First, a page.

Getting gauge

Gauge is so important when knitting garments and socks. Fit depends on it. Clara Parkes gives a wonderful overview of the principles of a well knitted sock in her book, The Knitter’s Book of Socks. For a fingering-weight yarn, she suggests a gauge of between 8 and 10 stitches. I like a gauge of 8.5 stitches for ribbing or cables and a gauge of 9 stitches for lace socks. My go-to sock yarn right now is Cascade Heritage. It is soft (merino wool), washable (super wash) and has a bit of nylon for durability. It’s always my choice for socks that will be gifts because of of its durability and washability. So I know that a US 1 needle will give me a gauge of 9 stitches per inch every time. And I know that when I want a gauge of 8.5 stitches per inch I need to use a US 1.5 needle. And if I have a hard remembering this? Well, I solved that problem with this swatch:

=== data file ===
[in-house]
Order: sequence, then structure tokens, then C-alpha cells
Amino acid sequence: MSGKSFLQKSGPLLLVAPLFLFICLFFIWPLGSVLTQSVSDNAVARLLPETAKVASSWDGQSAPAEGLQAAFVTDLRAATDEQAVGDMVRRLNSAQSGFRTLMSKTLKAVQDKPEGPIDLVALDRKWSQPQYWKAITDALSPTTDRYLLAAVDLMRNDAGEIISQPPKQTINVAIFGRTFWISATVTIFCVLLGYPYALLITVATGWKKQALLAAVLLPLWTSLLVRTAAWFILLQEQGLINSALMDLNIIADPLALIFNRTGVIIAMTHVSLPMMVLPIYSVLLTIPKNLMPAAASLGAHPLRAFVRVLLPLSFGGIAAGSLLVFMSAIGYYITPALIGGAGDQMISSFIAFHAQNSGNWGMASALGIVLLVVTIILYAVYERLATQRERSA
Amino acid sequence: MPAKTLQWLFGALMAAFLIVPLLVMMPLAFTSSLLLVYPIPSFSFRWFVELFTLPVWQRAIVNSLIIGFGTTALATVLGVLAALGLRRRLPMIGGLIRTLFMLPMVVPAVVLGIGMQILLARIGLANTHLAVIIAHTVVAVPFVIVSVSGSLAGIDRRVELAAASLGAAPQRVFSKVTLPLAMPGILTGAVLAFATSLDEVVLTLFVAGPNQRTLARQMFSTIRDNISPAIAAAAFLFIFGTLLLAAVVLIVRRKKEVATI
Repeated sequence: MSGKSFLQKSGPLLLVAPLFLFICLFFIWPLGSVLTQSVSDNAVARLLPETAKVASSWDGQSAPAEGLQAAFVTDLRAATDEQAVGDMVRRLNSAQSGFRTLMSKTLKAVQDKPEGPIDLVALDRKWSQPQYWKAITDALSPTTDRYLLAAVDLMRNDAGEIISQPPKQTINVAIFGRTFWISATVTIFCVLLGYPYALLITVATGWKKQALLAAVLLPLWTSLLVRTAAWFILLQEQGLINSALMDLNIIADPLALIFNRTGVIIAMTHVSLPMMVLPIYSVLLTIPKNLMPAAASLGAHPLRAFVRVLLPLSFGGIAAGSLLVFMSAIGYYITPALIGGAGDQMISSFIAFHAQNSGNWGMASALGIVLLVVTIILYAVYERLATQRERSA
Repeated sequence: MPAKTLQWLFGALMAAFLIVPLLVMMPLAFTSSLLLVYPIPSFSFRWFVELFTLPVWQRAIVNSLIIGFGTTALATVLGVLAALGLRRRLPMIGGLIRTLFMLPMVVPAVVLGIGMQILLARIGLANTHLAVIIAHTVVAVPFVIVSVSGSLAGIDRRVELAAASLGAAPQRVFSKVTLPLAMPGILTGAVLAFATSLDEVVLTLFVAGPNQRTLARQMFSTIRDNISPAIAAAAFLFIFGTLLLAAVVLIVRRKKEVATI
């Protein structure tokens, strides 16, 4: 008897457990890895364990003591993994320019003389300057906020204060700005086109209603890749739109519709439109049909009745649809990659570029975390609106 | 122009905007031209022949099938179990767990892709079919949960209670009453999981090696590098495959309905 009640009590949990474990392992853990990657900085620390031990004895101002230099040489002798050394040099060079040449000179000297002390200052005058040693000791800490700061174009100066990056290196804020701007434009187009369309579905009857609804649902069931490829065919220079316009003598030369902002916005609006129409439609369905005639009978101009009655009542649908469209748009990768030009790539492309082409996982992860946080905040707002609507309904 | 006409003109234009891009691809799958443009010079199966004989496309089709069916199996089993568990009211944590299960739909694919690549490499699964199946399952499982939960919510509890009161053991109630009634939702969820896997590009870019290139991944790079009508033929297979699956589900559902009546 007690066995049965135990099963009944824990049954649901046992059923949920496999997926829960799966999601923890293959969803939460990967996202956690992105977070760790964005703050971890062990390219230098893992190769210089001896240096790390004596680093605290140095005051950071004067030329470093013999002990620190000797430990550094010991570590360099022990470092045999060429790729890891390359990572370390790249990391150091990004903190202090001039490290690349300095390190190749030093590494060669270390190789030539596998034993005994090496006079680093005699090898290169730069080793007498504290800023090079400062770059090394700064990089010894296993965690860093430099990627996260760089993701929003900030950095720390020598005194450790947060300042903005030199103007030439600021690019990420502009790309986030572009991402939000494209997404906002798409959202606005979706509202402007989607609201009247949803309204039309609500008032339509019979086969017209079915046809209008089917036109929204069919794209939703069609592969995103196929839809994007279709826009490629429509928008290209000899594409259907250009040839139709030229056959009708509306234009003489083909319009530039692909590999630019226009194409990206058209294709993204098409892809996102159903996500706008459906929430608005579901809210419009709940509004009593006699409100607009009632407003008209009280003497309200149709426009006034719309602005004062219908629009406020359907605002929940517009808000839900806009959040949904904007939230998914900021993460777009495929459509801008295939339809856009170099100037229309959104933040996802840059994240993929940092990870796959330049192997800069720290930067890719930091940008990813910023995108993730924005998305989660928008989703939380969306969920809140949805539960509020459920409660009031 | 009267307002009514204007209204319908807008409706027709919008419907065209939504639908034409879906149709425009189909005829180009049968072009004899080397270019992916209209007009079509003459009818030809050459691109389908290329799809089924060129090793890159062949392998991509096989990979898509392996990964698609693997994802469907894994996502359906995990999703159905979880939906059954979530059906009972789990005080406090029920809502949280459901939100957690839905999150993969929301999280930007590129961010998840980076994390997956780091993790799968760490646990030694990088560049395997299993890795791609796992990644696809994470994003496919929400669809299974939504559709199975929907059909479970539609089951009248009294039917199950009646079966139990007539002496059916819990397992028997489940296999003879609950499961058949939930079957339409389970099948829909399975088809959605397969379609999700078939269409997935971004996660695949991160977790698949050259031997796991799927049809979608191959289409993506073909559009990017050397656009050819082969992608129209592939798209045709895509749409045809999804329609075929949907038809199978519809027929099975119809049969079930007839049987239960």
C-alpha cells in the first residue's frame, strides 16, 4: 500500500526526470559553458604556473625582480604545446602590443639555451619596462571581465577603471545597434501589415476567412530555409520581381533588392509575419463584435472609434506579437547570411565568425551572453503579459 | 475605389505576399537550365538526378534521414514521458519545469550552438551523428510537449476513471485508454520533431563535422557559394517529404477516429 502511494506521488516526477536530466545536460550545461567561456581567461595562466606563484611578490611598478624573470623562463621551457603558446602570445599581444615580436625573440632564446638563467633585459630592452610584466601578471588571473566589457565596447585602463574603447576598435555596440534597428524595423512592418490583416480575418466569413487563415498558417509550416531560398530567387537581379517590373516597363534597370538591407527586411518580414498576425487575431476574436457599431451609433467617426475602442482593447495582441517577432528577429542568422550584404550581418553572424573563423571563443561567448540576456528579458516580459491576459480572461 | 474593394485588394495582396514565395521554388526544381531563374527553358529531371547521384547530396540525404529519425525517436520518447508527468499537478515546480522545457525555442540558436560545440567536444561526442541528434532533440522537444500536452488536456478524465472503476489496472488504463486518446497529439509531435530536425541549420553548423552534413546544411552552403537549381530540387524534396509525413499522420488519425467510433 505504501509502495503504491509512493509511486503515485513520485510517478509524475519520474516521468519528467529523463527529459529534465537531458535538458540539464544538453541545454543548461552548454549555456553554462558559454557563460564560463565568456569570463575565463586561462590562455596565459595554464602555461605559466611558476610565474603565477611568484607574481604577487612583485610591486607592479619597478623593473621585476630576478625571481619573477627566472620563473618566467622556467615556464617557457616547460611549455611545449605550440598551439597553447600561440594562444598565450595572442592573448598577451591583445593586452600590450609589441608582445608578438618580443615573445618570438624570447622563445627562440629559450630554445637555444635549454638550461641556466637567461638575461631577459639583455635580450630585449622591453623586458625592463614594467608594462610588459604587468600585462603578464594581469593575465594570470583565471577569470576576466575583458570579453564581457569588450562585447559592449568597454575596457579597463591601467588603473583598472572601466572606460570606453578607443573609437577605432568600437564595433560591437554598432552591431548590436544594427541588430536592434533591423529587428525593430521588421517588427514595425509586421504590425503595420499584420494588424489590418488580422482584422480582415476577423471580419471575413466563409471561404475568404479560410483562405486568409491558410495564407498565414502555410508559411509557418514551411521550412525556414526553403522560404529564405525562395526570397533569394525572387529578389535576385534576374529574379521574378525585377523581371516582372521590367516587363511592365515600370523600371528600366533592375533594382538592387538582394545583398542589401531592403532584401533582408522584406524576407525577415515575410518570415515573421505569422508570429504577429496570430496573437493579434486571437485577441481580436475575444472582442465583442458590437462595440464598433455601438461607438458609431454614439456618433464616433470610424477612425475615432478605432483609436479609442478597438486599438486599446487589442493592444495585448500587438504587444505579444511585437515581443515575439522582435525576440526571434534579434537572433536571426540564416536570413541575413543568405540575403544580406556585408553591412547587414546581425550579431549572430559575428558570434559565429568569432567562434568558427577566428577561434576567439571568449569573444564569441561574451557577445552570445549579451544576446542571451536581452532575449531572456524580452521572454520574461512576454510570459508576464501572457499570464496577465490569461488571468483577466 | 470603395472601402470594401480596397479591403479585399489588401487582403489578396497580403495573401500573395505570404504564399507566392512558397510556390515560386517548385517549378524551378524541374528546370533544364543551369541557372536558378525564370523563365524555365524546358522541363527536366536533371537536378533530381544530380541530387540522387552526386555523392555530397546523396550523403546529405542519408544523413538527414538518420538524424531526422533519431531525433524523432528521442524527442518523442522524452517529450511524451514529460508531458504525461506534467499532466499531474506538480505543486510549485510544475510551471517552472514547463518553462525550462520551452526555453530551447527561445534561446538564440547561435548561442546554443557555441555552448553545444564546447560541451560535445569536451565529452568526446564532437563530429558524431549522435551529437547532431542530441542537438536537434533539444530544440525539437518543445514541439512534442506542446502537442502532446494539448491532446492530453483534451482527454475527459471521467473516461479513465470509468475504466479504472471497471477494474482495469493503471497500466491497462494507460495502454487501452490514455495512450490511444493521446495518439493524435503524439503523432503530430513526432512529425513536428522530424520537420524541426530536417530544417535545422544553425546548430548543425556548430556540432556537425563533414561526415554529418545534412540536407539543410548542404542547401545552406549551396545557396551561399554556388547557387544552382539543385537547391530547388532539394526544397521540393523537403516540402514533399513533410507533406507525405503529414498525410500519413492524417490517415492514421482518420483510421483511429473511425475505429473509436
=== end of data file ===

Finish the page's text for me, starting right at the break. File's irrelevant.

I knitted a tube of fabric with Cascade Heritage Sock yarn. I put a small cuff on each end so it will lay flat. I started with US 2 dpns, knitted for a couple of inches, purled one row to mark the end of the section, and then changed to US 1.5 dpns. I worked 4 sections in total, each time decreasing my needle size. I washed it. Then I labelled it:

Now I know that every time I use Cascade Heritage, I can choose the gauge I need, check my swatch, and select the right needle size. It’s a no-brainer!


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